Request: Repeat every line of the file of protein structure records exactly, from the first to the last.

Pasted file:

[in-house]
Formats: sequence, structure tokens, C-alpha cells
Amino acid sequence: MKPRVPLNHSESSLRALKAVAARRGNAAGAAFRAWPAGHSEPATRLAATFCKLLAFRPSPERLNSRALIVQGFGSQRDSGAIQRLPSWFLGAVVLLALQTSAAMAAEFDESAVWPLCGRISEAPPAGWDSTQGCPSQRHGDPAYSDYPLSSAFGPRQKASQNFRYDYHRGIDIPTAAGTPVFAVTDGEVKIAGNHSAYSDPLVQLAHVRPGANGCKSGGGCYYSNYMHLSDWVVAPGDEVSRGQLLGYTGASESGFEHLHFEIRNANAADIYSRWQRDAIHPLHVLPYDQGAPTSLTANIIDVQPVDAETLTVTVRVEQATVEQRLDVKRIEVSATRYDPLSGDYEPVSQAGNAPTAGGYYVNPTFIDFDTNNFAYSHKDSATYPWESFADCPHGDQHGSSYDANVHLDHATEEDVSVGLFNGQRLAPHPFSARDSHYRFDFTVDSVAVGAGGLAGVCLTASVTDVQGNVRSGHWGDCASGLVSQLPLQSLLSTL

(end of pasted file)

[in-house]
Formats: sequence, structure tokens, C-alpha cells
Amino acid sequence: MKPRVPLNHSESSLRALKAVAARRGNAAGAAFRAWPAGHSEPATRLAATFCKLLAFRPSPERLNSRALIVQGFGSQRDSGAIQRLPSWFLGAVVLLALQTSAAMAAEFDESAVWPLCGRISEAPPAGWDSTQGCPSQRHGDPAYSDYPLSSAFGPRQKASQNFRYDYHRGIDIPTAAGTPVFAVTDGEVKIAGNHSAYSDPLVQLAHVRPGANGCKSGGGCYYSNYMHLSDWVVAPGDEVSRGQLLGYTGASESGFEHLHFEIRNANAADIYSRWQRDAIHPLHVLPYDQGAPTSLTANIIDVQPVDAETLTVTVRVEQATVEQRLDVKRIEVSATRYDPLSGDYEPVSQAGNAPTAGGYYVNPTFIDFDTNNFAYSHKDSATYPWESFADCPHGDQHGSSYDANVHLDHATEEDVSVGLFNGQRLAPHPFSARDSHYRFDFTVDSVAVGAGGLAGVCLTASVTDVQGNVRSGHWGDCASGLVSQLPLQSLLSTL